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Francis de la Cruz
Francis de la Cruz
Francis de la Cruz is the founder of The Write Resume and has written over 1,000 resumes for candidates applying to the Investment Banking, Private Equity, and Hedge Fund industries.

What’s Life Really Like on Wall Street?

Masters of the universe. One percenters. Titans of industry.

There’s no shortage of hyperbolic descriptions for Wall Street’s elite. Yet is that what life’s truly like for most bankers and traders? Is it all 80-hour weeks and bottle service on the weekend? Or have times changed?

Let’s take a look at what it’s really like to work on Wall Street.

A different sort of “banker’s hours”

There are traditional banker’s hours — and then there are Wall Street banker’s hours. One is nine to five. The other is nine to five in the morning.

If you’re a young Wall Streeter working at a place such as Goldman Sachs or JPMorgan Chase, you can count on work weeks approaching the 100-hour mark. The hours get less exhausting as your career progresses, but they’ll rarely approach the regular 40-hour weeks of a Main Street banker.

Journalist Kevin Roose spent several years following eight Wall Street workers while researching a book on the lives of young bankers. Roose found it was not uncommon for them to work 18-hours at a time, for several days running.

That’s a punishing regimen. What makes it even more taxing is the uncertainty and irregularity of Wall Street schedules. Even on a day off, bankers often must drop everything to rush into the office at the request of management or clients.

There’s plenty of work to occupy bankers during their extensive work schedules. It’s not uncommon for one project to require dozens of revisions. Young Wall Street workers have to prioritize their job over virtually everything else. The ability to do any kind of advance planning is almost entirely compromised.

Even though some firms have slightly cut back on the hours young bankers work, it’s unlikely these tough schedules disappear anytime soon. “Work until you drop” is an ingrained part of Wall Street culture for first and second year employees, as these extreme requirements tend to weed out those who aren’t fully dedicated.

It’s an extremely competitive environment

If you’re looking for a job where you don’t have to worry too much about performance or look over your shoulder, Wall Street isn’t the place for you. The best and the brightest from the world’s top universities flock here in droves.

Following the financial crisis of 2008, the number of available jobs declined. That means competition for a limited number of highly desirable spots became even more intense. A degree from an Ivy League institution isn’t a requirement, but it certainly helps.

Yet even the best connections and credentials will only afford you an opportunity. Wall Street culture is ruthlessly Darwinian — if you’re not ready to compete at the highest level, watch out.

The Wall Street lifestyle

Films such as Oliver Stone’s 1980s classic “Wall Street” and Martin Scorsese’s more recent “The Wolf of Wall Street” captured the public’s imagination, thanks to their portrayals of the high-flying lives of bankers and brokers. Yet while the “champagne and private plane” lifestyle certainly sounds appealing, it’s hardly the norm for all bankers.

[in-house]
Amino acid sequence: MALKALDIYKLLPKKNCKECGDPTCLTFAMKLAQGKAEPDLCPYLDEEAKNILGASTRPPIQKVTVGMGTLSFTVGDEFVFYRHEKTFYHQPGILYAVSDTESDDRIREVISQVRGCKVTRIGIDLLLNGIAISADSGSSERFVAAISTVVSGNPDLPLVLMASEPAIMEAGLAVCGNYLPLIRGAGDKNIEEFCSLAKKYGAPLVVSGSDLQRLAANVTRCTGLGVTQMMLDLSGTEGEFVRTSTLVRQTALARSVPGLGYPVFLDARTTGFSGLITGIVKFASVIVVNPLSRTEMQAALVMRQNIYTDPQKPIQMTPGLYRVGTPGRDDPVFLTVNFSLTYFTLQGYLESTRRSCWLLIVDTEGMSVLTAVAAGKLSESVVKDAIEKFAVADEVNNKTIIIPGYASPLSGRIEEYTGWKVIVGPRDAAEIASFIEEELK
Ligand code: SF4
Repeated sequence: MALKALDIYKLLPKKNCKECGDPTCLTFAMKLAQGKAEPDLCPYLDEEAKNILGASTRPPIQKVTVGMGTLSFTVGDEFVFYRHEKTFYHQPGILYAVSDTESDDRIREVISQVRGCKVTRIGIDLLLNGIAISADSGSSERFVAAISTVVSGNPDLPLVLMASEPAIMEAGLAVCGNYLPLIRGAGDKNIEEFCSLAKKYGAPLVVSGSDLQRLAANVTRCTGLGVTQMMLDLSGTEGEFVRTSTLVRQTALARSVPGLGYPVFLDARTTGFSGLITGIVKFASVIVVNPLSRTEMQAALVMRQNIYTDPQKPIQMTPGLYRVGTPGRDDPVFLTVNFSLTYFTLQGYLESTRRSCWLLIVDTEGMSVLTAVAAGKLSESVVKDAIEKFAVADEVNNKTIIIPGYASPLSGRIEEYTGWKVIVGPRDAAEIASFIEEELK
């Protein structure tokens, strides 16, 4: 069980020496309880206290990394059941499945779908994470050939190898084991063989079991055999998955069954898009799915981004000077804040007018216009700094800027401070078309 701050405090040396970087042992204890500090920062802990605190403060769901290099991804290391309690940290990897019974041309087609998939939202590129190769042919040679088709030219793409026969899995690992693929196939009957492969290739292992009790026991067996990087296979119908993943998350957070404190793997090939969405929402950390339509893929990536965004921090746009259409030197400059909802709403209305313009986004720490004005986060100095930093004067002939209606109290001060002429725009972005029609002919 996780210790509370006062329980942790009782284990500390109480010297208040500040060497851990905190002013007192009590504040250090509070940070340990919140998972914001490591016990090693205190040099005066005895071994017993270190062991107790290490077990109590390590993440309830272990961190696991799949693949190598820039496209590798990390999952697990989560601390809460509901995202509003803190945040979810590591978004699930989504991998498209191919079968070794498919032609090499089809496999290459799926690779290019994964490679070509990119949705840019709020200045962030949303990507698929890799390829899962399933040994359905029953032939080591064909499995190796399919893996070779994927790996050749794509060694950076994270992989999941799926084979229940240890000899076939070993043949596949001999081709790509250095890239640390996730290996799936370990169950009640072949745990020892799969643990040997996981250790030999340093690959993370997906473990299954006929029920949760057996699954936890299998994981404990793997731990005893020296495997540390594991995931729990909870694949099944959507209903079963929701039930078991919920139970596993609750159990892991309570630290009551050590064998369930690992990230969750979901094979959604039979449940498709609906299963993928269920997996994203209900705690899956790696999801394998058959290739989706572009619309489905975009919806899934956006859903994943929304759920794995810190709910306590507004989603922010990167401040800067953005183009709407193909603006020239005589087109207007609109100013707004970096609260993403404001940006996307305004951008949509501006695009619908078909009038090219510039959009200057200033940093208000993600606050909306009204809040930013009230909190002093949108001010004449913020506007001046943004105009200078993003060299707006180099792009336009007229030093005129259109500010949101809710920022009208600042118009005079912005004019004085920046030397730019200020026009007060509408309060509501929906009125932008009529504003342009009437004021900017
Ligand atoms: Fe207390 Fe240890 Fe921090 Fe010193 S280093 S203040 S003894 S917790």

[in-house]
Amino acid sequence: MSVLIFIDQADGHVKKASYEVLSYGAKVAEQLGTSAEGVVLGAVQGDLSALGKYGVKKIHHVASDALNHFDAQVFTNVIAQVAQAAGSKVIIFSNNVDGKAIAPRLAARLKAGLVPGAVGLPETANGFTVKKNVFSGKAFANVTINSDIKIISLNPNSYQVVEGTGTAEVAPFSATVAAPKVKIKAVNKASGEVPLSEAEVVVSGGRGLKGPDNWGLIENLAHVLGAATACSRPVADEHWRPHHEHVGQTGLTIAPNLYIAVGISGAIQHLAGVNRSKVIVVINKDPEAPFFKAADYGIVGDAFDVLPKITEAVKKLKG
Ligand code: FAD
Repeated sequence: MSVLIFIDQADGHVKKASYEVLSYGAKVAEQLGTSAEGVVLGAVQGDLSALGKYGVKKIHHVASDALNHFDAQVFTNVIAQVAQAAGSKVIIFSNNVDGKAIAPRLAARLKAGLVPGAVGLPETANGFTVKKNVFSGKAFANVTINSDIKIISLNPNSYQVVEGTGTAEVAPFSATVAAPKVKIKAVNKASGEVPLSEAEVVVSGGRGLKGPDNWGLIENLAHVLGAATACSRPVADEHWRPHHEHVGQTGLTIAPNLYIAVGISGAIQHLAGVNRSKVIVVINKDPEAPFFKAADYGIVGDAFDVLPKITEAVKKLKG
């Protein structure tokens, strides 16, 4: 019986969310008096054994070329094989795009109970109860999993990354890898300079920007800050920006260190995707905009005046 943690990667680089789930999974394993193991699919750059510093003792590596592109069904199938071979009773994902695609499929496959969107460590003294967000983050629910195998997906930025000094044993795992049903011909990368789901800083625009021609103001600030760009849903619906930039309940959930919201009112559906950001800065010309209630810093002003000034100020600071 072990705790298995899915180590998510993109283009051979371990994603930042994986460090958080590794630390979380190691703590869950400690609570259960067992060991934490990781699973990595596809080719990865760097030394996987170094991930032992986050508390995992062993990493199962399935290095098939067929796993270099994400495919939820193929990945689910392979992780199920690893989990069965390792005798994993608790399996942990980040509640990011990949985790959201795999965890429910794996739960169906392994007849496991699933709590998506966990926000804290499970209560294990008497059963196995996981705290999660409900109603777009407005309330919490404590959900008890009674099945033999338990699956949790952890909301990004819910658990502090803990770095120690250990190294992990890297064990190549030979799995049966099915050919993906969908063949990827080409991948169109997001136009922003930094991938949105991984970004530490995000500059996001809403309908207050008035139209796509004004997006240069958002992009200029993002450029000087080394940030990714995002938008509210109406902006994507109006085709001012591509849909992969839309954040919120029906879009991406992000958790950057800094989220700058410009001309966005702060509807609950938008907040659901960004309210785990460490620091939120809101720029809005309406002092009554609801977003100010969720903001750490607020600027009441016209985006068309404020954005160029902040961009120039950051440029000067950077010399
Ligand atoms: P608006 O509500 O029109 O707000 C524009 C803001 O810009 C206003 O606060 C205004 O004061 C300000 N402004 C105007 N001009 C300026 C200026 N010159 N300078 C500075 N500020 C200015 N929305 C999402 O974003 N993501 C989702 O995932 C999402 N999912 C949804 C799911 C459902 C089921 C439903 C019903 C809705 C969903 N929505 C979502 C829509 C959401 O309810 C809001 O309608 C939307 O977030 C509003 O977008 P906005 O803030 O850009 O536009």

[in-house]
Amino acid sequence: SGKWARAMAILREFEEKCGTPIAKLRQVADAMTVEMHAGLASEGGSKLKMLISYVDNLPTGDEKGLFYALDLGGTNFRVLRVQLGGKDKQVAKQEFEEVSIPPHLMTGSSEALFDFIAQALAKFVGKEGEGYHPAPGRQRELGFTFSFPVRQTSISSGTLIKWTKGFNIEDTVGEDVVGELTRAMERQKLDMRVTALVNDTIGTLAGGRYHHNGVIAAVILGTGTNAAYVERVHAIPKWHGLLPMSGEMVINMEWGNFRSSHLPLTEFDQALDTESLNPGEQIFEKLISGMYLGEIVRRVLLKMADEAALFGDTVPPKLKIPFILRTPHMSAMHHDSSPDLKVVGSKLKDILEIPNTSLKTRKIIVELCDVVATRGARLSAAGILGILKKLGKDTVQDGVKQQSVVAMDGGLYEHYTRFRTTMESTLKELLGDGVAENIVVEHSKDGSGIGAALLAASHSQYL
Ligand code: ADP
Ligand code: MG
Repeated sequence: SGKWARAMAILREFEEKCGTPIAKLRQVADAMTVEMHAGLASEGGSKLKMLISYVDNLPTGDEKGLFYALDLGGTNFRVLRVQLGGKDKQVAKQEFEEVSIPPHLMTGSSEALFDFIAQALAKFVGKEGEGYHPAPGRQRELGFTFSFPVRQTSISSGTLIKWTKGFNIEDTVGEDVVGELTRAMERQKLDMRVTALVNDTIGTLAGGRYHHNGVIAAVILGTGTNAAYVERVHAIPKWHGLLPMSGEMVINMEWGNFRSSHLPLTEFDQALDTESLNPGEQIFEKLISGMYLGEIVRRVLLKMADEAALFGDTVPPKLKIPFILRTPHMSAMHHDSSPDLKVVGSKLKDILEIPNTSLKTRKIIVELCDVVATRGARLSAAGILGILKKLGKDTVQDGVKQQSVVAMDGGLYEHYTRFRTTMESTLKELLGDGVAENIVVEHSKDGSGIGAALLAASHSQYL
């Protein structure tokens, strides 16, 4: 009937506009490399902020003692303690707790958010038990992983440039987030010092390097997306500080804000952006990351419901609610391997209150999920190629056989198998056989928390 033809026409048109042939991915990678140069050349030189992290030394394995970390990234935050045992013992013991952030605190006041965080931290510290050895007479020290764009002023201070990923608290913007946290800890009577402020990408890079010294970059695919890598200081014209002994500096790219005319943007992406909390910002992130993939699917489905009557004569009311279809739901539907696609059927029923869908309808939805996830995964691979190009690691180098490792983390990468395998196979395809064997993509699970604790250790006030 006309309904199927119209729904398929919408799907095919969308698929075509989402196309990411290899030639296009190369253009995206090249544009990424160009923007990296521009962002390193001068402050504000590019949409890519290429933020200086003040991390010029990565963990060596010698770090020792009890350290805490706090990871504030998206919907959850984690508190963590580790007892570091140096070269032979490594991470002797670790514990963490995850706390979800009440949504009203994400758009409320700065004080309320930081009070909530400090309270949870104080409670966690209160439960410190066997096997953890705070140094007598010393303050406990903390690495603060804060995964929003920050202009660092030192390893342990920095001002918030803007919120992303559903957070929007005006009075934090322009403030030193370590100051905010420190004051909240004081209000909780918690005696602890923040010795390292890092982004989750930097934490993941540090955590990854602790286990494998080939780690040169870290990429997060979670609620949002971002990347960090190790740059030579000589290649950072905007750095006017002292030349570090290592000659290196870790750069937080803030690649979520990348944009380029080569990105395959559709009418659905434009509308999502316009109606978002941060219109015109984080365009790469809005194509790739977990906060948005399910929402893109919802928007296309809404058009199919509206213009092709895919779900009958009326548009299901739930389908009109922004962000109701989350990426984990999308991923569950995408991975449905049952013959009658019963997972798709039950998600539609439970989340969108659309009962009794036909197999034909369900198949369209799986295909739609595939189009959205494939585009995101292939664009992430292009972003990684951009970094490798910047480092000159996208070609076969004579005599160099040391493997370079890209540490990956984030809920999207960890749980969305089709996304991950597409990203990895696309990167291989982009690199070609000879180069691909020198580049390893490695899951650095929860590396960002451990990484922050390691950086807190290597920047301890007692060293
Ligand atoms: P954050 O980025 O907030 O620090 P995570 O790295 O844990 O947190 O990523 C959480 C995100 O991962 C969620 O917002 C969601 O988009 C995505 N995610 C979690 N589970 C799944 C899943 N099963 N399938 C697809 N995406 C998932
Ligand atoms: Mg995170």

Younger bankers often work 80-100 hour weeks and are consequently too tired to party like Leonardo DiCaprio. That doesn’t mean there isn’t plenty of fun to be had — Wall Street employees are well-compensated and live in (or near) one of the world’s greatest cities.

While the lifestyle isn’t always an endless parade of parties and luxury goods, it’s certainly fast-paced, exciting and demanding.

The magnetic pull of Wall Street

The hours are brutal. The competition is unrelenting. The work isn’t always rewarding.

So why is Wall Street such a magnet for America’s best young workers?

The money certainly doesn’t hurt. Entry level investment bankers often earn well over six figures. Yet high starting salaries aren’t the real draw. Once you’ve put in a few years, your pay can increase exponentially.

Investment bankers typically experience a serious spike in compensation between the ages of 25 and 30. It’s not uncommon for bankers in this age bracket to earn four or five times what a beginning banker earns.

That’s an increase that can’t be matched in virtually any other field. That’s one reason Wall Street jobs are in such high demand.

Money, of course, doesn’t cure all ills. Yet if you’re young, talented and highly competitive, there are few greater challenges than a career on Wall Street.

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Francis de la Cruz
Francis de la Cruz
Francis de la Cruz is the founder of The Write Resume and has written over 1,000 resumes for candidates applying to the Investment Banking, Private Equity, and Hedge Fund industries.

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Francis de la Cruz is the founder of The Write Resume and has written over 1,000 resumes for candidates applying to the Investment Banking, Private Equity, and Hedge Fund industries.

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